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I am not a big salad eater. I think it is partially because cleaning and chopping lettuce is one of my least favorite things to do in the kitchen. However, I always enjoy a good Caesar salad.
We have been making the Caesar salad recipe in this post for years. We found the original on Cooks.com after Nick’s dad lost “the steak book” which contained a great recipe that he had been using.
The original recipe has been adapted over time to fit our tastes. I think it makes one of the best, if not the best, Caesar salad I have ever had. Geoff recently said that the one thing he hates about this dressing is that it ruins all other Caesar dressings for him. It has a great spiciness from the garlic with just a hint of anchovy and a light yet creamy texture from the cheese and coddled egg. The homemade croutons, which are a Nick original, really round out the salad nicely (and yes Greg, Nick is a master of toast in many forms).
There are different schools of thought on how a Caesar salad dressing should be made, and if you are interested in reading about them and the origin of Caesar salad, you should check out Nick’s article here.
Like any other salad, you can add whatever protein you fancy. This particular night we added some leftover cornish hen meat. We have eaten this with chicken, shrimp, and steak - it would probably be just as good with salmon, turkey, etc. It is a great way to use up leftovers, or you could just eat it plain.
Caesar Salad Dressing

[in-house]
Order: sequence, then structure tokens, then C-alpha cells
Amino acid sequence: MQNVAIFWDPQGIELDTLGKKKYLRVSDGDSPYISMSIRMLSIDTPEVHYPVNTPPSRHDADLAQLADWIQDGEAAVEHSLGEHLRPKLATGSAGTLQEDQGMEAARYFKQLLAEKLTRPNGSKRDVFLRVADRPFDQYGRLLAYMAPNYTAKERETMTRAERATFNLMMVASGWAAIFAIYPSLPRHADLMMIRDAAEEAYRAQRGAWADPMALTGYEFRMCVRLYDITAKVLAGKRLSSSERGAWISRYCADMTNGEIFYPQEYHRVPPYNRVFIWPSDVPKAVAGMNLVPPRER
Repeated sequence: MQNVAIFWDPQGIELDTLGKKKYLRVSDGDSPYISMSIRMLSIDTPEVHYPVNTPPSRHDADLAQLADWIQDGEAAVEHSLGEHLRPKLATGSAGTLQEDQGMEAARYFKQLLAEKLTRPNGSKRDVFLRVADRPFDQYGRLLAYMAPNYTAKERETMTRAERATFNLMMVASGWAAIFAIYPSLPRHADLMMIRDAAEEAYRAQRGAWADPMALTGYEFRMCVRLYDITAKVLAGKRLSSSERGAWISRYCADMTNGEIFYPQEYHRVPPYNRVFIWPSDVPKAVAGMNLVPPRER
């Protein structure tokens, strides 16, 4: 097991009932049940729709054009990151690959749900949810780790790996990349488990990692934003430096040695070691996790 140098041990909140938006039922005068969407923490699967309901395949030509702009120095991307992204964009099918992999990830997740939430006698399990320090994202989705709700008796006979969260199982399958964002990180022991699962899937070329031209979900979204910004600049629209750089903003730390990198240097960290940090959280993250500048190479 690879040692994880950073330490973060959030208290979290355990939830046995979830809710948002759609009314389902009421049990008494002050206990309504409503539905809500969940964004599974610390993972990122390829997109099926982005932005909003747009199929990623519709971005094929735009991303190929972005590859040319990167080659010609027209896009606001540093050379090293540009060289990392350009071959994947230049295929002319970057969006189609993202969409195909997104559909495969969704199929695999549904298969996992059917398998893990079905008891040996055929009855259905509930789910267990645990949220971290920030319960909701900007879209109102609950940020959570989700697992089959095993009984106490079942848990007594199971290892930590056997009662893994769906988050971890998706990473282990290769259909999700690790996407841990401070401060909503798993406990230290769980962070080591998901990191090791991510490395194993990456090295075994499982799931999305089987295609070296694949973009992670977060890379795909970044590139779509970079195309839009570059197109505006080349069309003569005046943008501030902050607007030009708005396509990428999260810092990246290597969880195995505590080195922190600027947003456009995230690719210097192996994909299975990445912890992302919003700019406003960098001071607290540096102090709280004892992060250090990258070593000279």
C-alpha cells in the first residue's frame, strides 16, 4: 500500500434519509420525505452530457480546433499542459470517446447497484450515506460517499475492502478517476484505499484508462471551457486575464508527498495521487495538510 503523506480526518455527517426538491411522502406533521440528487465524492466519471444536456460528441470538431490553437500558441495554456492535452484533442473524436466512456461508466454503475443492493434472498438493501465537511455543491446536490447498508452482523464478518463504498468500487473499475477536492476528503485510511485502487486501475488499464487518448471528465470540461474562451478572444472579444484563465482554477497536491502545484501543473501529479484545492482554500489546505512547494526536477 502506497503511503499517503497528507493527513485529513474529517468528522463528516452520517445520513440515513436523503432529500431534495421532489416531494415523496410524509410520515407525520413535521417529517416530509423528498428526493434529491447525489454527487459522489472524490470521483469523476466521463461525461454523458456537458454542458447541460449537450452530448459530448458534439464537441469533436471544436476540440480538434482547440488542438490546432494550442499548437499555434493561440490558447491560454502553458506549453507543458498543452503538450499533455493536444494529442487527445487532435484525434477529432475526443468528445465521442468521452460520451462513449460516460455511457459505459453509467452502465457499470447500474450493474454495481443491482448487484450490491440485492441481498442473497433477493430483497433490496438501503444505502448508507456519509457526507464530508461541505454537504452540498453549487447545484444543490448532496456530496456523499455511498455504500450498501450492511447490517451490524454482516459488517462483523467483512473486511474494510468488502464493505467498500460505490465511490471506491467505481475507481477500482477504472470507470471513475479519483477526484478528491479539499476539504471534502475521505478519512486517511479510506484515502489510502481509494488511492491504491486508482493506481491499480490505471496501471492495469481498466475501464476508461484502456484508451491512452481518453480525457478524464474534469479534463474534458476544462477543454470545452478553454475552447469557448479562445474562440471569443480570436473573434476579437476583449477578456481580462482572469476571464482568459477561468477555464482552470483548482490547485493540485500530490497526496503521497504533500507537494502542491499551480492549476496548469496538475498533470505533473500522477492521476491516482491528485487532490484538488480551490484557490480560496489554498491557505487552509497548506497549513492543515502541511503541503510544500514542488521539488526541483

by Sara at Imafoodblog
Yes, it’s that easy. You should know that the amount of garlic in this recipe will be noticeable and will produce a dressing with some kick. This is what we like, but you should definitely adjust the garlic to your preference.
Also, please don’t be turned off by the anchovies. Even if you think you don’t like them, chances are you have eaten a Caesar salad dressing with them in it and did not even know. While they are gross to look at and handle (I always let out an involuntary “yuck” when I scoop them out of the jar), they give the dressing body and a fleeting hint of anchovy flavor.
For those of you who may not be familiar with coddling an egg, don’t be worried, it couldn’t be easier. Coddling is basically a light poaching. Heat some water (enough to cover an egg) in a small saucepan. When the water is just boiling, crack the egg into the water and let it cook for about 1 minute. It will still be quite raw when it is ready to come out. Scoop it out with a slotted spoon and dump it right into the processor. I normally boil my water while I prepare the other ingredients, so as soon as the egg is done the whole mixture is ready to be processed.
Here is my egg being coddled.
Here are all my ingredients ready to be annihilated in the food processor.
Of course, romaine hearts are the traditional lettuce in a Caesar salad.
Now onto croutons. These are so simple to make and so much better than anything you can buy in a box. They are very versatile (it’s just some bread after all), so you can adjust the flavors to your taste. Below is the way we normally make them.
by Nick at Imafoodblog
Here they are before going into the oven.
A creamy dressing, crisp romaine hearts, crunchy homemade croutons, parmigianno shavings; now that’s a salad that even I want to eat.